This is me stamping my foot like a child and saying, "I want to be published." LOL

  6. Christine!

    I know exactly how you feel! I have a difficult time separating my writer self from my reader self. I am so aware of the rules of writing from critiquing and analyzing and rewriting from so many years past. Just how do I do it?


    There are books out there that are New York best sellers and some make my cringe. I often think that the author didn't do too good a job at pacing the story, or failed to flesh out a character or could have given it a better ending.

    To be really honest with you, when others critique my work, I want them to be brutally honest because--how else will I grow? I mean, really??? I also love the uplifting things.

    DO BOTH! Do the uplifting things first then the brutal things last, that's how a friend of mine analyzes my writing!
    What do you think?

    OH, by the way, I have a big dilemma going on myself. I was wondering if anyone can help me out? Visit my blot and read July 4th's post and please let me know what you'd do in that situation!
    Thank you so much!

  7. LOL! Christine! No worries! I would much rather have an honest friend review my work before publication than an honest reviewer after. LOL! So are ya serious? Jenni

  8. Ah, yes, the whole thing where we can't shut off the writer in us while we read. I hate it. I love to read and I just want to do it for fun. But, I think it is one of the bad things that comes with this gift, our brain, when in gear just thinks everything to death. It's good for our own stories, not so good when we're reading already published works. :) I think that to be honest when reviewing is helpful. I think we can give a good review but still point out the problems we found.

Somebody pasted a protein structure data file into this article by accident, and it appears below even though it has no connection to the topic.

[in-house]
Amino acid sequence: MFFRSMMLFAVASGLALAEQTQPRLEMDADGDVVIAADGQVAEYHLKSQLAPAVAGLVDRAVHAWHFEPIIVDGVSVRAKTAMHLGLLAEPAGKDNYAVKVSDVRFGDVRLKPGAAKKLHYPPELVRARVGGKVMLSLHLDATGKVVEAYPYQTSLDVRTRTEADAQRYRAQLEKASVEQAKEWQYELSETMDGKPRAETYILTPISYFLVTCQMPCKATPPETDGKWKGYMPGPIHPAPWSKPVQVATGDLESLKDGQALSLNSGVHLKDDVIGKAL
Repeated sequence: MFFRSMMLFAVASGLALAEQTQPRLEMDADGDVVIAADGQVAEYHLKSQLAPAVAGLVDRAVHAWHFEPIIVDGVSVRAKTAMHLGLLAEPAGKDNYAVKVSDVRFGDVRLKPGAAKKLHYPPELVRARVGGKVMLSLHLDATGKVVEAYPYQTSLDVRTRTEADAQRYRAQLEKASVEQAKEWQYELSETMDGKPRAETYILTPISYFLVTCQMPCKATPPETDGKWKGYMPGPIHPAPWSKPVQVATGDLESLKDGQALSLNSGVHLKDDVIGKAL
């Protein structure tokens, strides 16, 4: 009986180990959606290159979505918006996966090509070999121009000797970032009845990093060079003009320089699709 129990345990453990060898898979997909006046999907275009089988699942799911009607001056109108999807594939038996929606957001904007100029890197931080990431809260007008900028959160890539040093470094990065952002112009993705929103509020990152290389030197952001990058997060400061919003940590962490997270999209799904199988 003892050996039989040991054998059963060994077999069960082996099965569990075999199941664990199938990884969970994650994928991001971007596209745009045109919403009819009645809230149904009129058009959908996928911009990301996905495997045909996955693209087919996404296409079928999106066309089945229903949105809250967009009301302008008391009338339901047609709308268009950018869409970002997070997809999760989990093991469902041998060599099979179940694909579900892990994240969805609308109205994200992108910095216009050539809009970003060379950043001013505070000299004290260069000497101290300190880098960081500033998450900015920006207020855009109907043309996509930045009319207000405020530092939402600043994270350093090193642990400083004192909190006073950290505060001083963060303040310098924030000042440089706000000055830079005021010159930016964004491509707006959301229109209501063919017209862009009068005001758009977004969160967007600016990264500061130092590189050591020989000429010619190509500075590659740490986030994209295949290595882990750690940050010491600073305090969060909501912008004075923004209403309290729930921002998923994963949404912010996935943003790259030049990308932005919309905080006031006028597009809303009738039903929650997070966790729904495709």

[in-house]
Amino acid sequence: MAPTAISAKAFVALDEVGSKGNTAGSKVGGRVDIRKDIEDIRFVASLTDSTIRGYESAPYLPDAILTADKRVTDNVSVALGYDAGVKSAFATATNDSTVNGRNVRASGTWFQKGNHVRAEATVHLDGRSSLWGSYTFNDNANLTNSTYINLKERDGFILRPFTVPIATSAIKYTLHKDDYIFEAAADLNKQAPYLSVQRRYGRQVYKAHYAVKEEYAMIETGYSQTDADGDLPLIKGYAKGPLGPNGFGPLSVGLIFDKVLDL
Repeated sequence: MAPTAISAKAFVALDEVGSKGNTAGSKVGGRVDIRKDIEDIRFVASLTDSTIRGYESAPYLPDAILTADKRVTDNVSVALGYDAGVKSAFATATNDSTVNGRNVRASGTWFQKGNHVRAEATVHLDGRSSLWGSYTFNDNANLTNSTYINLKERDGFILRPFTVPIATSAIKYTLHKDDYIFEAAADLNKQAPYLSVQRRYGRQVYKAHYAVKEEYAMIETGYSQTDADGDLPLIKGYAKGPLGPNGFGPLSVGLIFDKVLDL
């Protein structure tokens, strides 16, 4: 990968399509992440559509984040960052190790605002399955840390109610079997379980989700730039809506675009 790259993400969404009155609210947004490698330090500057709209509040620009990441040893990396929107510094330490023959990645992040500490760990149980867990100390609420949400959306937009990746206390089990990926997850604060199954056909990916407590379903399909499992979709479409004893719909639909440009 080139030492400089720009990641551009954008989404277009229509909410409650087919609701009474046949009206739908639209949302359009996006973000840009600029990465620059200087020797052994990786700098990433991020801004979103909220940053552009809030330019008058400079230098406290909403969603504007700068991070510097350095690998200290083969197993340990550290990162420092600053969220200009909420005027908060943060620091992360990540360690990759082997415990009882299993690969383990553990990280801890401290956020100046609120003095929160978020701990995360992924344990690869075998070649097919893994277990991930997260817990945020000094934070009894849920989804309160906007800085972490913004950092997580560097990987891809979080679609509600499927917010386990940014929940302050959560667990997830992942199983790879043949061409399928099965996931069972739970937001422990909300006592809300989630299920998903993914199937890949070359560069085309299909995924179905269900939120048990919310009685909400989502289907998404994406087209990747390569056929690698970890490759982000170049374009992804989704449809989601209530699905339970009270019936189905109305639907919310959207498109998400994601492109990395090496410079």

9. Thanks for all your wonderful comments. I've enjoyed reading how you deal with similar situations.

    Jenni, of course I would read for you. It may take me a few days/weeks, depending on my current project or LIFE happenings, and I'm certainly no professional, but I'd love to help. Just remember I'm still learning this whole writing thing along with the rest of you.

  10. Your irritation about not being able to comment on published works had be laughing, because I think like that sometimes... (I think your comments would be more helpful than mine.)

    I had a similar situation with learning music theory. I planned on being a vocal music teacher. I LOVE LOVE LOVE to sing. I did VERY well in the classes, but I stopped appreciating the beauty of music as much. I quickly ran away from the goal of teaching vocal music. I couldn't stand not enjoying something that brought me such joy.

    As a reader I would want to read the honest review of a book, as the author I would only want to hear the good (if it was already published, otherwise I would like a chance to fix the problem areas). However, in that same vain there are stories out there that I LOVE much like Jenni was saying. The story keeps me reading even if the writing is subpar.

  11. I went through a stage where I had a hard time reading anything. I would hear my husband read out loud to my children and I would moan at the bad sentences even in well published, well liked, well written, award winning books.

    No book is perfect. Every author could do better.

    At one point I realized that I had to stop letting my pride get in the way of the experience. I had to stop saying, "Three passive verbs in this paragraph! What an amateur. I don't have to listen to this person." I want to listen anyways. I want to find out what the author has to say, whether it's said perfectly or not.

  12. Good point, Rebecca--I guess we all need to realize that behind every book is a cast of imperfect people (from the writer down to the editor, so on and so forth, right?)



Related Posts with Thumbnails